Scientists have researched valerian and its connection to brain health and cognitive activity — like the ability to solve problems, think on your toes, and remember details — and reported encouraging findings. Most of the research has been done with animals.
One study showed that after receiving valerian root extract for three weeks, aging mice were able to get through a maze easier. But what's super interesting is that these valerian-fed mice showed an increased tendency to explore and check out new objects. What's more, giving valerian helped promote normal levels of stress-causing hormones in the hippocampus region of the brain compared to mice without valerian.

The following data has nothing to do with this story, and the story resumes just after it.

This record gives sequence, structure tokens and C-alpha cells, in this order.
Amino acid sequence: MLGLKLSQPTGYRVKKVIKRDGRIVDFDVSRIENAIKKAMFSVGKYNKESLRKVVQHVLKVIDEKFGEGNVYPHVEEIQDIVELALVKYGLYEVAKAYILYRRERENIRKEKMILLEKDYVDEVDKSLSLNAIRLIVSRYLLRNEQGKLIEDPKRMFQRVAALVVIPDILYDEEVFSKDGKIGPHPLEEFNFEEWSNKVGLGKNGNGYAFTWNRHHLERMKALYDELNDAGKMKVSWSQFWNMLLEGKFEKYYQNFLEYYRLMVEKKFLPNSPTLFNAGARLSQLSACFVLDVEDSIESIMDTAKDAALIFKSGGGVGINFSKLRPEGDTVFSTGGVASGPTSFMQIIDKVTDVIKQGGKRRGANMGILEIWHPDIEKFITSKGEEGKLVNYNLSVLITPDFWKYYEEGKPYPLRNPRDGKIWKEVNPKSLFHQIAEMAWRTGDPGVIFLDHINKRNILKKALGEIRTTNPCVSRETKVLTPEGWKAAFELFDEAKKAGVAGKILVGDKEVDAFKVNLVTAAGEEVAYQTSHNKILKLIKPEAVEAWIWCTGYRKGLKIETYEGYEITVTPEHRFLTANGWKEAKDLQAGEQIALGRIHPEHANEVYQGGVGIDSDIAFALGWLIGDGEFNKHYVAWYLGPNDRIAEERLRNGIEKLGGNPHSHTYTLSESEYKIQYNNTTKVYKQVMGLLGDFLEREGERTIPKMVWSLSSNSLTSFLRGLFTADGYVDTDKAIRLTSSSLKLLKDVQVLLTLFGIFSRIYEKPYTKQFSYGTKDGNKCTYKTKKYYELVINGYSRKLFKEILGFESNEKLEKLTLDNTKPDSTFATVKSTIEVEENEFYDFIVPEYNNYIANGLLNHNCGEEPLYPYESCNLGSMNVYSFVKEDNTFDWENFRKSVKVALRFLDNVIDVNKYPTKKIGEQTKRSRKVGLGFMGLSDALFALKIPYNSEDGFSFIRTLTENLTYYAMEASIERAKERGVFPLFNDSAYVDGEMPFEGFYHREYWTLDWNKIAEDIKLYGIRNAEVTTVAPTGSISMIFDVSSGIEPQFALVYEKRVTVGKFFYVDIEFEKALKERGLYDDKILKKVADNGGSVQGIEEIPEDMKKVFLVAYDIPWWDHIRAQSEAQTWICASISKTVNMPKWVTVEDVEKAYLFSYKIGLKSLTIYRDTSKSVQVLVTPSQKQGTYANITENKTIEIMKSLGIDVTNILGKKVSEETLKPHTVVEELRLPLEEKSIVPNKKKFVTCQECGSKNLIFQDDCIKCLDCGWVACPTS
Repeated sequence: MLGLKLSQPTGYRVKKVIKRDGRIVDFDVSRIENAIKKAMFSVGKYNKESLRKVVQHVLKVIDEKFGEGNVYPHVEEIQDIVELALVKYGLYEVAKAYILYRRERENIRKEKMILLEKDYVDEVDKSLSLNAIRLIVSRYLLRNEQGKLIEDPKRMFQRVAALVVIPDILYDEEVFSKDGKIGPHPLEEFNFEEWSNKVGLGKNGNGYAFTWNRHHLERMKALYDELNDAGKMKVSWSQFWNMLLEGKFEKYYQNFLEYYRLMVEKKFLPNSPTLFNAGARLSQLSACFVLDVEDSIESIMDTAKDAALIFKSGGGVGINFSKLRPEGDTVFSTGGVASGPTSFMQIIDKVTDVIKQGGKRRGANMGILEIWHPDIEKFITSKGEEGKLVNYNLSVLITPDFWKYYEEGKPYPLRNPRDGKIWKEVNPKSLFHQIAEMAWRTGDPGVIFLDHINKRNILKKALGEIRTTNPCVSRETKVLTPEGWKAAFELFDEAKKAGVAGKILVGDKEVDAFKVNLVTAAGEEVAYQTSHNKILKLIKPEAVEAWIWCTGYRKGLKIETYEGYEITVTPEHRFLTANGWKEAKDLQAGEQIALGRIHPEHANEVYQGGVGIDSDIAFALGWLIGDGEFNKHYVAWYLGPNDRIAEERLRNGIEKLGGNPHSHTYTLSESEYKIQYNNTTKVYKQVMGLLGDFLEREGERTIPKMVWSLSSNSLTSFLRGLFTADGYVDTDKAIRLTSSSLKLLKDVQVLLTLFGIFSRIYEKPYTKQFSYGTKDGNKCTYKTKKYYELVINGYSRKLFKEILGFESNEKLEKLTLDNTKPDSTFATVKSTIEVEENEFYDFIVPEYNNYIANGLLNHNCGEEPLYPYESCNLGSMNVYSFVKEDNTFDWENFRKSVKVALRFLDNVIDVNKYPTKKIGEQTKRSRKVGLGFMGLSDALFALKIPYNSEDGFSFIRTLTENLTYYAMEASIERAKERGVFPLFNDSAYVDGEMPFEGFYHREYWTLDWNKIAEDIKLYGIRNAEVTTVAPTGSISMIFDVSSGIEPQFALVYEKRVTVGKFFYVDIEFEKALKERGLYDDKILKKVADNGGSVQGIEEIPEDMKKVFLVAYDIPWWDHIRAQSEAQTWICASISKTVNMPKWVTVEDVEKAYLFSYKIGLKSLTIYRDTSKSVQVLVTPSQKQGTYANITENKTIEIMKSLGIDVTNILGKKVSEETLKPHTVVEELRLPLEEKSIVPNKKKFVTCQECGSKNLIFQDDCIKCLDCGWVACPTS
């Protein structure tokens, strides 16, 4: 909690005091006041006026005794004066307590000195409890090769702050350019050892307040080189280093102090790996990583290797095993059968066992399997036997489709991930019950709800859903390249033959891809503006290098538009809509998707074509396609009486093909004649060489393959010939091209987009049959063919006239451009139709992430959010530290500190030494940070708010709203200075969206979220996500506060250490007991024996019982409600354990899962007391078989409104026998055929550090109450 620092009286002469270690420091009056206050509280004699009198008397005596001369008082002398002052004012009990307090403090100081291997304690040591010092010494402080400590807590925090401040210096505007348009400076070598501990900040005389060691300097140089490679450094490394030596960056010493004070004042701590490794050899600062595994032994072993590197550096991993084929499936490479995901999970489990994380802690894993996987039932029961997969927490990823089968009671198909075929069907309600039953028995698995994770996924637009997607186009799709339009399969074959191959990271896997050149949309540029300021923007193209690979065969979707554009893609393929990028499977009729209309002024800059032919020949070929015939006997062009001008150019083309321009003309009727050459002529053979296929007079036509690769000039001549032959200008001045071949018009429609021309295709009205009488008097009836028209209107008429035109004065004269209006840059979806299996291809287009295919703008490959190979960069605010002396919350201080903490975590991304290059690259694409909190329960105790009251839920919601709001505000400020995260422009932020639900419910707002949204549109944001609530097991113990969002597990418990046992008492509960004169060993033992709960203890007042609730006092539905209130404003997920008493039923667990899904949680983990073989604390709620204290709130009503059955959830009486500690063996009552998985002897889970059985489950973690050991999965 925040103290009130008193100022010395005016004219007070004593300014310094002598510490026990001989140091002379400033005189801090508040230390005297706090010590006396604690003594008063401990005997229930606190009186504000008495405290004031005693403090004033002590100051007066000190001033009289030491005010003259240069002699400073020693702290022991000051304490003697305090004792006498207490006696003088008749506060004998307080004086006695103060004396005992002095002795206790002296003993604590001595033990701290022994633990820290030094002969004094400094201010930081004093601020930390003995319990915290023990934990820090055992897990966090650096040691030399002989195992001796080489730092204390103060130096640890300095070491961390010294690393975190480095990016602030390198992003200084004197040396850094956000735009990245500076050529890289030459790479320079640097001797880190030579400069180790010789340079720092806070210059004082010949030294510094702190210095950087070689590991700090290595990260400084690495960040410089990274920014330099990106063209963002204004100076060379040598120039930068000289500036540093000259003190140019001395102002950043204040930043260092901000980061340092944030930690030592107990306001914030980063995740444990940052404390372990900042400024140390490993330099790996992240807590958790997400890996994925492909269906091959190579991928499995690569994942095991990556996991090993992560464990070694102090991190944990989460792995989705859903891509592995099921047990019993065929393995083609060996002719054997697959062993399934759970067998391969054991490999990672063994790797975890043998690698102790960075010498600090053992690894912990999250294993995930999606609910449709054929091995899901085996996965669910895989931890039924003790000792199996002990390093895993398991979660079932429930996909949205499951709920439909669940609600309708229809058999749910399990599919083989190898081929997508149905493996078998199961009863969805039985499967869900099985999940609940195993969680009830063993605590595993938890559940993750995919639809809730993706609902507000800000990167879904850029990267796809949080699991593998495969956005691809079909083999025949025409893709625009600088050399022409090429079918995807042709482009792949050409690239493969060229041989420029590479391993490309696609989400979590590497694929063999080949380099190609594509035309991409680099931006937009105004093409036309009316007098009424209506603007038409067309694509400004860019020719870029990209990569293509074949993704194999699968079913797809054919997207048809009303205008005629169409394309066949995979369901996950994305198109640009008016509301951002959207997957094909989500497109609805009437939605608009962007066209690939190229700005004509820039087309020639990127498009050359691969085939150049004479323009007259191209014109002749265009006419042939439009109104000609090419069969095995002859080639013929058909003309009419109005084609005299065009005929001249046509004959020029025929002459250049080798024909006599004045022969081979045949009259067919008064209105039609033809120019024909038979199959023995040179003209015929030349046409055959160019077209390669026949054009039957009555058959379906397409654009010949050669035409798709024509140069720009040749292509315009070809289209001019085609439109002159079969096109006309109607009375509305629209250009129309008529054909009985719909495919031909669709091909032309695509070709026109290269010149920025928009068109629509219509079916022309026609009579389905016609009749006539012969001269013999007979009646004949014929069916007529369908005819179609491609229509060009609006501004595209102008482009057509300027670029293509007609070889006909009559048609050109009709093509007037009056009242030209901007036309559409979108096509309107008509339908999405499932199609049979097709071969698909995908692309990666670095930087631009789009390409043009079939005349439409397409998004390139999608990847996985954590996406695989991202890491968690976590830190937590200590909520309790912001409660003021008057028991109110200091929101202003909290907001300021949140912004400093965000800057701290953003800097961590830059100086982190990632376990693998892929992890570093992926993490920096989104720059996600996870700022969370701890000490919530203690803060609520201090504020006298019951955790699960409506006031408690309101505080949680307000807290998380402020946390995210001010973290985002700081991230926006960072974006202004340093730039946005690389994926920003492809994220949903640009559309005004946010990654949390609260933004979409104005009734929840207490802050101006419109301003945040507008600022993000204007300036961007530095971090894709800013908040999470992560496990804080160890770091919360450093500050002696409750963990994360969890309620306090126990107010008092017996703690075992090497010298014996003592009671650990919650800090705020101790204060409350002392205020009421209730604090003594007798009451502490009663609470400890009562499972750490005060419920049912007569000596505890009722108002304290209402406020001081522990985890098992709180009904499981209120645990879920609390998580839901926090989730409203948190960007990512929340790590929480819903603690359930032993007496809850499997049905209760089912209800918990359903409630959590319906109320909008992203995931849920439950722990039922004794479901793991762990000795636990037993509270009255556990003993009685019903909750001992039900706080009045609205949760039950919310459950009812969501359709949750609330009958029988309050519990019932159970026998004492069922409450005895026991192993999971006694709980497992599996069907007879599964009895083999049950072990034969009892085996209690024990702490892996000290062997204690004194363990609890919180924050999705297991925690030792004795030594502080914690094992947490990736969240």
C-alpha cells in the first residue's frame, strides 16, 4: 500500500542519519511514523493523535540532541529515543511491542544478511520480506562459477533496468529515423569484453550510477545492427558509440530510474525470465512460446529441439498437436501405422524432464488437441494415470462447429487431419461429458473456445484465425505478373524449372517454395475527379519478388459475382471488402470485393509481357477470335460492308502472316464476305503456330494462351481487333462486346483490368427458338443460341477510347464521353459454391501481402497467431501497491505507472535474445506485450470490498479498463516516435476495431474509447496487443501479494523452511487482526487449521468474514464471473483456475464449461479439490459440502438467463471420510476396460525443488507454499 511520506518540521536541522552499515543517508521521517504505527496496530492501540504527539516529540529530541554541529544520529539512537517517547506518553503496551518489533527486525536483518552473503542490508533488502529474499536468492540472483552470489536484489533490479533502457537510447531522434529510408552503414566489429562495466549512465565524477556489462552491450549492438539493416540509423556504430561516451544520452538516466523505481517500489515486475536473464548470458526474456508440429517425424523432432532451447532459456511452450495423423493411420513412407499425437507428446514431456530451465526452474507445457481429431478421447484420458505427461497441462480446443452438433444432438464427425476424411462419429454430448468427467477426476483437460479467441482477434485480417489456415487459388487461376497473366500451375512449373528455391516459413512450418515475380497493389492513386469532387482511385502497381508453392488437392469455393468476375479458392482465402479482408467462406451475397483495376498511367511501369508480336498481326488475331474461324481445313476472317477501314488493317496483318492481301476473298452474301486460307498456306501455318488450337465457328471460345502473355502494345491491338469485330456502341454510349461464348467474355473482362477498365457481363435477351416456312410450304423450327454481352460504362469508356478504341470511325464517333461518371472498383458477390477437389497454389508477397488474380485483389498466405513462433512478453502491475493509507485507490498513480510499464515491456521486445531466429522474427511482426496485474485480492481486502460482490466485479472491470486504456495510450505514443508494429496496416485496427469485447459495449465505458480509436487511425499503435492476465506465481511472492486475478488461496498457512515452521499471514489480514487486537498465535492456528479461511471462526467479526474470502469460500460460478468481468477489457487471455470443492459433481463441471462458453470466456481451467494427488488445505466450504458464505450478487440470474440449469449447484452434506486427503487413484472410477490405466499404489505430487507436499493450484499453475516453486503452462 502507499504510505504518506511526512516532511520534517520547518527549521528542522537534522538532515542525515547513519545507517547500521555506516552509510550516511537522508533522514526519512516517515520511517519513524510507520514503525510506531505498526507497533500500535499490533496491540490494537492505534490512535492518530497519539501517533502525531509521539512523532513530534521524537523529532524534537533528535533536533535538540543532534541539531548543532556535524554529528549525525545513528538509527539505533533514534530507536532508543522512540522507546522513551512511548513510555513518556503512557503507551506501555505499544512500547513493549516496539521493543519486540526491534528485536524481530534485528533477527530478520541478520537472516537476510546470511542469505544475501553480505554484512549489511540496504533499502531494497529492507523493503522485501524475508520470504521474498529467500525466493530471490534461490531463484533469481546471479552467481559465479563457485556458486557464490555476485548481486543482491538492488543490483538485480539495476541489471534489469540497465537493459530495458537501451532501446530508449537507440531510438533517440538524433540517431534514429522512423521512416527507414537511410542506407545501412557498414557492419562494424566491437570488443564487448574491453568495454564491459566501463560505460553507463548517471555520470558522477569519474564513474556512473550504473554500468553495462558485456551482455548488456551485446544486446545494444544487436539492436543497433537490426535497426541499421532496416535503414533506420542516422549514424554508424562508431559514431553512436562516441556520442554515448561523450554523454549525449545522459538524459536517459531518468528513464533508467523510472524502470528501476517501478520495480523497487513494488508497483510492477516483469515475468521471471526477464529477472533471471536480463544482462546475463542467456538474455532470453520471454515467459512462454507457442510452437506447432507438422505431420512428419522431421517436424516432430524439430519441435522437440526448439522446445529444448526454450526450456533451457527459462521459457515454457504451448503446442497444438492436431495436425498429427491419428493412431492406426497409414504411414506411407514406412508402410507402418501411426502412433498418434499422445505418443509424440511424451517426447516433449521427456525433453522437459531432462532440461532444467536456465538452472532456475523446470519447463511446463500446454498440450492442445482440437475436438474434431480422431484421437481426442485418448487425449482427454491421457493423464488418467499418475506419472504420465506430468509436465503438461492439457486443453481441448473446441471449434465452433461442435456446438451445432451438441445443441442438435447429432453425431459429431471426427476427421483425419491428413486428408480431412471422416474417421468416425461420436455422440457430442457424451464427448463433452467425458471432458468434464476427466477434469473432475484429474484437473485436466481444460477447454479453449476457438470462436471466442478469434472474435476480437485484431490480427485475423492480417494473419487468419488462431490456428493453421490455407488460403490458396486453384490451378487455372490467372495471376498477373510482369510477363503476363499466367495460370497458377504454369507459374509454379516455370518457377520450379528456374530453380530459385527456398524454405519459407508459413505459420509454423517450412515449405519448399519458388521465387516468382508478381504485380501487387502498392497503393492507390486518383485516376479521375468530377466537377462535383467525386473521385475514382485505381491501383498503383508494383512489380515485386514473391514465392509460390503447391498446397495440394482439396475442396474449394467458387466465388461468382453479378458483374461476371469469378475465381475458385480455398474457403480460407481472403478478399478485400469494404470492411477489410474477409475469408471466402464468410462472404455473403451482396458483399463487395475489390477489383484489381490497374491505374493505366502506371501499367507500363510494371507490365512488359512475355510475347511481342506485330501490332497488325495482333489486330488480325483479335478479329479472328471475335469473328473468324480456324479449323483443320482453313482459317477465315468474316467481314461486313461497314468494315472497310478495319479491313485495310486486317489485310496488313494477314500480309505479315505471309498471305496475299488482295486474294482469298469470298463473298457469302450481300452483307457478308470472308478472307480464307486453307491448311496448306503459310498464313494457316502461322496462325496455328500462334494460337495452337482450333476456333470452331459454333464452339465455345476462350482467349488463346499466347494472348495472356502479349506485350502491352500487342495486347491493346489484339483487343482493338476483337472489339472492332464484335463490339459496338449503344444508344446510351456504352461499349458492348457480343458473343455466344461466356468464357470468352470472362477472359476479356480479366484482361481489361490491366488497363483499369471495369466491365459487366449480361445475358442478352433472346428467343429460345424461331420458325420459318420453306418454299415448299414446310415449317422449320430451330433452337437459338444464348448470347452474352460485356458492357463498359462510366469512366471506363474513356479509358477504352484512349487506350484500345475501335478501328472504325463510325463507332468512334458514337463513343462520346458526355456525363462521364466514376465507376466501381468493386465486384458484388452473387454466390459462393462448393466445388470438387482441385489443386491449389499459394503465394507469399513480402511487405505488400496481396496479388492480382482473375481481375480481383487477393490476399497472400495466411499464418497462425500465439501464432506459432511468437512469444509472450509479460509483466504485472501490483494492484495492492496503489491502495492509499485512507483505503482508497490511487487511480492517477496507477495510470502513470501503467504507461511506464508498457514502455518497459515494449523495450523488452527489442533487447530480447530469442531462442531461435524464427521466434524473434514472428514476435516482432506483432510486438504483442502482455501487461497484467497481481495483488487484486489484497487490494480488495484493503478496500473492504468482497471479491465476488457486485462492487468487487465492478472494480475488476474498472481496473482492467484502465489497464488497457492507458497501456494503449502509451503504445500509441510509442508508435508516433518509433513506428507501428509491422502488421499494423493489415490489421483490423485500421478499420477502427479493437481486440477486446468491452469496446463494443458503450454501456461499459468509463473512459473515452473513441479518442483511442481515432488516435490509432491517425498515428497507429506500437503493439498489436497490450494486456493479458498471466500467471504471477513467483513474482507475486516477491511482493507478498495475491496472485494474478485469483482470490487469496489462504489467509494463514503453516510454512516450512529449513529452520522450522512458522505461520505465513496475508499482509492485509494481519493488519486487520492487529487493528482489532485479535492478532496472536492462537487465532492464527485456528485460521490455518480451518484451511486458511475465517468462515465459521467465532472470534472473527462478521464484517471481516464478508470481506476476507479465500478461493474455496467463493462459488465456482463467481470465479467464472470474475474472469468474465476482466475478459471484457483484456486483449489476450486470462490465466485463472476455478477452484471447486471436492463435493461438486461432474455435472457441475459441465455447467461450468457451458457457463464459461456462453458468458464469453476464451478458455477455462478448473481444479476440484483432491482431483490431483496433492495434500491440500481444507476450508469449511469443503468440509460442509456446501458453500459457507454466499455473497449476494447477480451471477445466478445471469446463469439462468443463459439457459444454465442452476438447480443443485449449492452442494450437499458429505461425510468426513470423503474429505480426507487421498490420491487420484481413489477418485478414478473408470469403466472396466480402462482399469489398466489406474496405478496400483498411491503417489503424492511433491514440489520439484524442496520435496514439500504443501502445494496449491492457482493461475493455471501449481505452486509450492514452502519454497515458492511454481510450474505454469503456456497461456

Popular Forms of Valerian
Valerian comes in many forms, ranging from teas to capsules or tablets, and from liquid extracts and tinctures to essential oils.
You can take it as you would melatonin, a hormone made in the pineal gland that's commonly sold as a sleep aid. Tea and supplements are the two most popular preparations for valerian root.
Hot tea is comforting and relaxing, and with valerian tea, you have the extra benefit of a boost in sleepiness. Try this recipe. You can usually find dried valerian root at health food stores in the bulk section.
Relaxing Bedtime Valerian Tea Recipe
- 1 teaspoon dried valerian root
- 1 teaspoon dried chamomile tea
- 1 cup hot water
- Honey to taste
- Add valerian root and chamomile into a tea strainer.
- Pour boiling water over the valerian root and chamomile.
- Cover the cup and let it steep for 10 minutes to extract the therapeutic properties.
- Remove the tea strainer.